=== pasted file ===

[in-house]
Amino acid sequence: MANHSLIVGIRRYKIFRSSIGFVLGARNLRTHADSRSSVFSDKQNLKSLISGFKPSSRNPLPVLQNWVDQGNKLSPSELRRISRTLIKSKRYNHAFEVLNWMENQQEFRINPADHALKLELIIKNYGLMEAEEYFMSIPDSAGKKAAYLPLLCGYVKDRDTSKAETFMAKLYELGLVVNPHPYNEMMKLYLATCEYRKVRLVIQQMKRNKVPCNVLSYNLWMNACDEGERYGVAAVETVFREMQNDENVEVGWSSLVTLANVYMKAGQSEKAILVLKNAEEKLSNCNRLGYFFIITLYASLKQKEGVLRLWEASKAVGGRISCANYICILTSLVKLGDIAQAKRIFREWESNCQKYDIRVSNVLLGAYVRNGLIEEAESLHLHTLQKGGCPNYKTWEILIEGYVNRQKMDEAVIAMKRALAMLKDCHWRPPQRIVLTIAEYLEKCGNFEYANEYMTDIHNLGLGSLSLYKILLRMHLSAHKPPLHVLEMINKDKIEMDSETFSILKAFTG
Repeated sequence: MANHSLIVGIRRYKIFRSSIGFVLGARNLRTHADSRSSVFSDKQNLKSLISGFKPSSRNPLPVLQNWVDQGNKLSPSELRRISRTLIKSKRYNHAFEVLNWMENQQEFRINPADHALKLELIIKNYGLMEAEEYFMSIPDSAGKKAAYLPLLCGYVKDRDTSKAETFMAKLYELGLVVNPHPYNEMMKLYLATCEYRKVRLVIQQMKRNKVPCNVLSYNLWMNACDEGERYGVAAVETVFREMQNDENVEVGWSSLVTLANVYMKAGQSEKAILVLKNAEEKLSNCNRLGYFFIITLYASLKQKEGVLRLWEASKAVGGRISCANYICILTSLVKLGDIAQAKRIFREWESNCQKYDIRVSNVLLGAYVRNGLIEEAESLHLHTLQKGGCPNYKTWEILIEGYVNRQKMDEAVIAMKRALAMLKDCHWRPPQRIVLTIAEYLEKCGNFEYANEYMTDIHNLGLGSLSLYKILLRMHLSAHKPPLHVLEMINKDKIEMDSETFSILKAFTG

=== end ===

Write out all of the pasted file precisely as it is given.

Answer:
[in-house]
Amino acid sequence: MANHSLIVGIRRYKIFRSSIGFVLGARNLRTHADSRSSVFSDKQNLKSLISGFKPSSRNPLPVLQNWVDQGNKLSPSELRRISRTLIKSKRYNHAFEVLNWMENQQEFRINPADHALKLELIIKNYGLMEAEEYFMSIPDSAGKKAAYLPLLCGYVKDRDTSKAETFMAKLYELGLVVNPHPYNEMMKLYLATCEYRKVRLVIQQMKRNKVPCNVLSYNLWMNACDEGERYGVAAVETVFREMQNDENVEVGWSSLVTLANVYMKAGQSEKAILVLKNAEEKLSNCNRLGYFFIITLYASLKQKEGVLRLWEASKAVGGRISCANYICILTSLVKLGDIAQAKRIFREWESNCQKYDIRVSNVLLGAYVRNGLIEEAESLHLHTLQKGGCPNYKTWEILIEGYVNRQKMDEAVIAMKRALAMLKDCHWRPPQRIVLTIAEYLEKCGNFEYANEYMTDIHNLGLGSLSLYKILLRMHLSAHKPPLHVLEMINKDKIEMDSETFSILKAFTG
Repeated sequence: MANHSLIVGIRRYKIFRSSIGFVLGARNLRTHADSRSSVFSDKQNLKSLISGFKPSSRNPLPVLQNWVDQGNKLSPSELRRISRTLIKSKRYNHAFEVLNWMENQQEFRINPADHALKLELIIKNYGLMEAEEYFMSIPDSAGKKAAYLPLLCGYVKDRDTSKAETFMAKLYELGLVVNPHPYNEMMKLYLATCEYRKVRLVIQQMKRNKVPCNVLSYNLWMNACDEGERYGVAAVETVFREMQNDENVEVGWSSLVTLANVYMKAGQSEKAILVLKNAEEKLSNCNRLGYFFIITLYASLKQKEGVLRLWEASKAVGGRISCANYICILTSLVKLGDIAQAKRIFREWESNCQKYDIRVSNVLLGAYVRNGLIEEAESLHLHTLQKGGCPNYKTWEILIEGYVNRQKMDEAVIAMKRALAMLKDCHWRPPQRIVLTIAEYLEKCGNFEYANEYMTDIHNLGLGSLSLYKILLRMHLSAHKPPLHVLEMINKDKIEMDSETFSILKAFTG